Yes, iPhone special editions are a great way to refresh an aging product. However, how Apple does this is wrong and suggests there’s a bigger problem at play for the iPhone maker.
Two Apple-related stories in recent days highlight what I dislike the most currently about the company Steve Jobs co-founded.
First, Apple announced the (PRODUCT)RED iPhone 8 and iPhone 8 Plus. Second, a recently-released Federal Communications Commission (FCC) filing showed Apple had planned on releasing a gold iPhone X until they didn’t.
The Red iPhone
Apple likes to release (PRODUCT)RED iPhones when a handset is about six months old. A (PRODUCT)RED iPhone 7 was released last year around this time. Doing so makes sense from a marketing perspective since it keeps an aging handset in the news at a time when most are beginning to think about Cupertino’s upcoming iPhone lineup.
Nonetheless, the move also feels like a kick in the teeth to the most dedicated of Apple customers.
I bought my iPhone X on launch day, just like millions of other Apple fans do each year. Because of this, there’s no way I could have gotten my hands on a (PRODUCT)RED iPhone, simply because of its arrival date.
As CNET rightfully noted last week:
The people who buy the red iPhone (a portion of these proceeds go to charity) — or any other special-edition device — aren’t the people who stayed awake until midnight to preorder their phones. They don’t form the brand’s most fervent base. And they may not care as much about the elite status that owning a limited-edition handset can evoke.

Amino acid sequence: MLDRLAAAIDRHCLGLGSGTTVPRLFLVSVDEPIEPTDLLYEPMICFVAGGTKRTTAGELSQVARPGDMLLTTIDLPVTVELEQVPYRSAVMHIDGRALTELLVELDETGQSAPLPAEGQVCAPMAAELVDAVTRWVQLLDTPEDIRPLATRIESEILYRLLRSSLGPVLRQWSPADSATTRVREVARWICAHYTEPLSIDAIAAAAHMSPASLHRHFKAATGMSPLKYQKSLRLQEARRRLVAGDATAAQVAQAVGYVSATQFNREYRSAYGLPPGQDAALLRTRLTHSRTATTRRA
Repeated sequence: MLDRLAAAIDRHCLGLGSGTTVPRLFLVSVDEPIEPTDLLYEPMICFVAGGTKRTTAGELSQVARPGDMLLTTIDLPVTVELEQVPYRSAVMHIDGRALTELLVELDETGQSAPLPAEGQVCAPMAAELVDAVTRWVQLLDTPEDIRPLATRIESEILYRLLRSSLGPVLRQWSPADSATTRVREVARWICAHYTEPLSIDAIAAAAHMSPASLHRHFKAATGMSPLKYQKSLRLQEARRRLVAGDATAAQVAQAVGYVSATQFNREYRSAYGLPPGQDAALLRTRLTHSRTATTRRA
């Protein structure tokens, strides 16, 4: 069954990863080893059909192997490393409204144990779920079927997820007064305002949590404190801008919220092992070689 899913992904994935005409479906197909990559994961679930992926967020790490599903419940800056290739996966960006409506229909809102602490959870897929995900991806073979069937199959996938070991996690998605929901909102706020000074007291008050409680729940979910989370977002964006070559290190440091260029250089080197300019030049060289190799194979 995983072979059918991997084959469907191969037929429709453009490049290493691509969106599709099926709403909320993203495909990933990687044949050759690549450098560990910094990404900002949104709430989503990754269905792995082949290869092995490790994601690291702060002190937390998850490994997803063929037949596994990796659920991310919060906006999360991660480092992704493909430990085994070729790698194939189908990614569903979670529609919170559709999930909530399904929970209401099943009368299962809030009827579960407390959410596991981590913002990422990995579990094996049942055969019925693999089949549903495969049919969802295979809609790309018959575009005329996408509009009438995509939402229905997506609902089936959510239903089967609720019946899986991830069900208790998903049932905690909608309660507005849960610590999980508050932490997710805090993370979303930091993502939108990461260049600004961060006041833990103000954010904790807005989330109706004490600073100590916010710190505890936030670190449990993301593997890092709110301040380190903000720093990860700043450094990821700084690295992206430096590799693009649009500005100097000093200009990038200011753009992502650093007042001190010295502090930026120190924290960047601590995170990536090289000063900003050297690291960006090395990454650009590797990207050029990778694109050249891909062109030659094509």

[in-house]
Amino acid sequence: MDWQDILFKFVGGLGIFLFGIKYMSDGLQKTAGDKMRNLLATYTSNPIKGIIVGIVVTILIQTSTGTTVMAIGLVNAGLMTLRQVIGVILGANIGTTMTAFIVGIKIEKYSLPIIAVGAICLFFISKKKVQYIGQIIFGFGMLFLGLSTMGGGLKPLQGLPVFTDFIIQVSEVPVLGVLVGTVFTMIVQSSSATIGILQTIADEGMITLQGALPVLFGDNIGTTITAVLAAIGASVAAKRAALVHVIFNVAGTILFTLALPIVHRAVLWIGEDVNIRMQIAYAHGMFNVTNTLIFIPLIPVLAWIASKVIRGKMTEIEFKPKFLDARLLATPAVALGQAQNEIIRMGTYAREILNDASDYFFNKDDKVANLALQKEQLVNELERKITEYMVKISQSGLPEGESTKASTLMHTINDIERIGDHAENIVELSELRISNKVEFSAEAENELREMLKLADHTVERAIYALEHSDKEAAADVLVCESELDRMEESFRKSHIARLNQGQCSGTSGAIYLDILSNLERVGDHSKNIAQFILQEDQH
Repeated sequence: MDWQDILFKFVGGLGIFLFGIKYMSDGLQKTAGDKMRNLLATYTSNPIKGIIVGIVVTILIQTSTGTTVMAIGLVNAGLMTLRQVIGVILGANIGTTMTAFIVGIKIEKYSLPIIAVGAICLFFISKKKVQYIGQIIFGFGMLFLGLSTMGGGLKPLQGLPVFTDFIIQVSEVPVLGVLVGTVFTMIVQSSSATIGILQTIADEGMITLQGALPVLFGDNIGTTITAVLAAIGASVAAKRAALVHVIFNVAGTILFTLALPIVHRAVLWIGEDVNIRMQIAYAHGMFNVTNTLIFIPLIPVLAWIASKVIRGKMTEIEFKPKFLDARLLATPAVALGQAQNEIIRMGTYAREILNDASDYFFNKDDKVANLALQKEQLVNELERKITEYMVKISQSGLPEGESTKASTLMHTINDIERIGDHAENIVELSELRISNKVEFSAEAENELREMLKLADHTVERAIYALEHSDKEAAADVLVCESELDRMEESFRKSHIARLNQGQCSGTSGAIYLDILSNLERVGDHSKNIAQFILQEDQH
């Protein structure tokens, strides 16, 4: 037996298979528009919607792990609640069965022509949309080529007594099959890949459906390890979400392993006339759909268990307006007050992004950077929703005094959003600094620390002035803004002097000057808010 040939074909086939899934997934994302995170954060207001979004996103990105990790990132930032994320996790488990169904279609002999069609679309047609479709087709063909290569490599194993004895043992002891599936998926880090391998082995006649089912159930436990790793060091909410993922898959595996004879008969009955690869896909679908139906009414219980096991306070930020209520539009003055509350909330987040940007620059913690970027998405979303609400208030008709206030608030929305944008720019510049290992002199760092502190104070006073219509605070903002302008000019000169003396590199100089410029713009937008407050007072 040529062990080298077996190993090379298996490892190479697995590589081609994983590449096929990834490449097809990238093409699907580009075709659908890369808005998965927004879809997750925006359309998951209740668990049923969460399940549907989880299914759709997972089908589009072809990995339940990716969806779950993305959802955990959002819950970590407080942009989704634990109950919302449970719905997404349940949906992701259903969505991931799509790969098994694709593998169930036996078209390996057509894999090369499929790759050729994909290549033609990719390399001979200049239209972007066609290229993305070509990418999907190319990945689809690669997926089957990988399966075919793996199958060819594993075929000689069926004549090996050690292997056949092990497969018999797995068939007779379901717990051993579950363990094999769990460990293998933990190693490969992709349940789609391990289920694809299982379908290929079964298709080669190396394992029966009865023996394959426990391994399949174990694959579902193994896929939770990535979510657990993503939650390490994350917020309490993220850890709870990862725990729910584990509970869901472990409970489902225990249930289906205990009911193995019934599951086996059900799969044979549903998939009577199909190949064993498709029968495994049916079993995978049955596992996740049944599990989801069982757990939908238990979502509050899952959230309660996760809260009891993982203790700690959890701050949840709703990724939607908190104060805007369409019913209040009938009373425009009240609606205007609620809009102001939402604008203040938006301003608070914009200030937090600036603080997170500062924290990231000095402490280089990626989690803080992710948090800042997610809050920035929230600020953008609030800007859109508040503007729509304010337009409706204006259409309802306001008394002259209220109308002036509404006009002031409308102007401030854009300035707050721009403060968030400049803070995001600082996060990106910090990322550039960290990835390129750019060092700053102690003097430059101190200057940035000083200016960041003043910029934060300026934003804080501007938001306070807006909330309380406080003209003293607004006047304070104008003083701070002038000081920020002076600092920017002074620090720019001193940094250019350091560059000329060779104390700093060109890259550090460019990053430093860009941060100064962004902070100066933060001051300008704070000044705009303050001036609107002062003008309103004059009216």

So why are they getting access to the flashier phone?
The Gold iPhone X
Federal Communications Commission
There’s no denying Apple struggled to bring the iPhone X to market. Therefore, from a practical perspective, it probably made sense to only release the model in two colors, silver and space gray.
Still, shouldn’t a company in Apple’s position be able to do more? Shouldn’t we expect that they do?
Whether it’s the mid-year arrival of the (PRODUCT)RED iPhone 8 or the decision by Apple only to release two color choices for its latest flagship device, something seems amiss here.
A company that once made Bondi Blue iMacs simply because it could seems stale and out of touch in its decision-making.
Special edition products Apple wants to offer should be announced early, not later in the sales cycle. This way, the company’s most dedicated of fans would have the opportunity to make a purchase, not just those that like to lag. And yes, when you expect those devoted most to your brand to purchase a $1,000+ smartphone, offering more than two color choices at launch would also be nice.
Yes, I understand the choice of colors isn’t necessarily high on the list for many smartphone buyers. For most of us, a case will cover the color regardless, after all. Nonetheless, I hope Apple once again begins thinking out of the box.
While I don’t advocate a return to the days when multicolored iPhone 5c models reigned, I do think Apple would be wise to color outside the lines on future iPhones. Instead of starting with space gray and silver, for example, how about an “iPhone X Plus” in blue or purple? Or maybe release the iPhone 8 LCD successor in something like teal or yellow.
The bottom line: Apple should embrace surprising us again. A relatively easy way to start doing this is to offer different color choices for future iPhones.